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    ACTIONHEROFOX   5,210
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Calorie Overload and Hypoglycemia


Tuesday, December 11, 2012

Calories. CALORIES. emoticon

My recommended amount is 1600 calories a day for weight loss. I began a log to really see what I put in my mouth. The first day was approx 1800, the second - 2300 approx, and the third - almost 3000. As you can probably see there is something not right here.

I can do all the exercise I want but if I am going around eating 3000 calories it's just not going to work. But how do I consume just 1600 calories and still feel okay? I have hypoglycemia so my body kinda freaks out if it gets low in sugars. So, what do I do here?

I've been looking on Spark People for the answers.

This article states that an increase of healthy protein leads to longer satiety. www.sparkpeople.com/reso
urce/nutrition_articles.as
p?id=492


This article states that there are certain percentages that need to be reached. Carbohydrates 40-65% Proteins 10-35% Fats 20-35%
www.sparkpeople.com/reso
urce/nutrition_articles.as
p?id=387


This article talks about hypoglycemia and diabetes. I never knew that milk could stop hypoglycemia in it's tracks!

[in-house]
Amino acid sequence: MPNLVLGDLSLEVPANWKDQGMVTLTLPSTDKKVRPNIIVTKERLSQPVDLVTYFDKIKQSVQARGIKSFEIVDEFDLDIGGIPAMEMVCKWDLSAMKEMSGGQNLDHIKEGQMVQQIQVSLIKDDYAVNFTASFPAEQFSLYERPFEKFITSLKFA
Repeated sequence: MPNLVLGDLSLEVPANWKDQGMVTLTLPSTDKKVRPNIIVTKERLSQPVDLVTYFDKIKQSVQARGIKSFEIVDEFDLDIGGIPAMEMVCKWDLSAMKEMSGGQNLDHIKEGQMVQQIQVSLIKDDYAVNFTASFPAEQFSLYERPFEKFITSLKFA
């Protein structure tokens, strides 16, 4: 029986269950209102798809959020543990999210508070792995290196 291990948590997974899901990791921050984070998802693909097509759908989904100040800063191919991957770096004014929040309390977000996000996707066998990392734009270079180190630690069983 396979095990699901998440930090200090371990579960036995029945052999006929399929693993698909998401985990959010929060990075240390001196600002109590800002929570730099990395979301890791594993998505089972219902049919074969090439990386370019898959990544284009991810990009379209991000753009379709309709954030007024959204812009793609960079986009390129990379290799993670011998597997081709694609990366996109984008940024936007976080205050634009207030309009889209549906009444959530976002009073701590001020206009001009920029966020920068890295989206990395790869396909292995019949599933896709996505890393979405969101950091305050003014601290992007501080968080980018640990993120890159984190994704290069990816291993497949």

www.sparkpeople.com/reso
urce/nutrition_articles.as
p?id=1476


All these ideas are great and might help me on my way to a healthy body and way of living. I need to quit going from hypoglycemia to calorie overload! emoticon
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Member Comments About This Blog Post:
KAPELAKIN 12/11/2012 9:23PM

    I've never considered myself hypglycemic, but I've found that I no longer have that "low blood sugar" feeling or feel weak or shaky or anything like that now that I eat more protein and fat, and fewer carbs, as well as making sure most of my carbs are whole (fruits, veggies, beans, potatoes). Now I just get actual hunger when I need to eat, and don't get carb/sugar cravings either. If you read some of the Low Carb or Paleo teams on Spark, or google "hypoglycemia" and "low carb" you'll probably find lots of experiences with people getting these issues under control by controlling carbs. It can take the body a little bit of time to learn to burn fat, but once it does, it becomes much more stable and no longer victim to those blood sugar swings. And milk is mostly carbs, so I have to disagree with Spark on this one. Remember that they have to toe the line on the Government nutrition recommendations, which include tons of grains and dairy, so they're not the last word in nutrition, far as I'm concerned.
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CATTUTT 12/11/2012 2:13PM

    I'm a Type 2 and I struggle with the same hypo/eating too much conundrum. Some days I get my blood sugars right on all day... and other days, I'm all over the place. Dropping too low and having to eat food I don't have the calories to eat. It's nuts, and a pain in the arse.

Okay, so, yeah... this wasn't good advice. Or advice at all. Just saying I feel ya' on the using calories to manage hypoglycemia means you're not losing weight problem.

Hope you can figure something out to balance out! Good luck!

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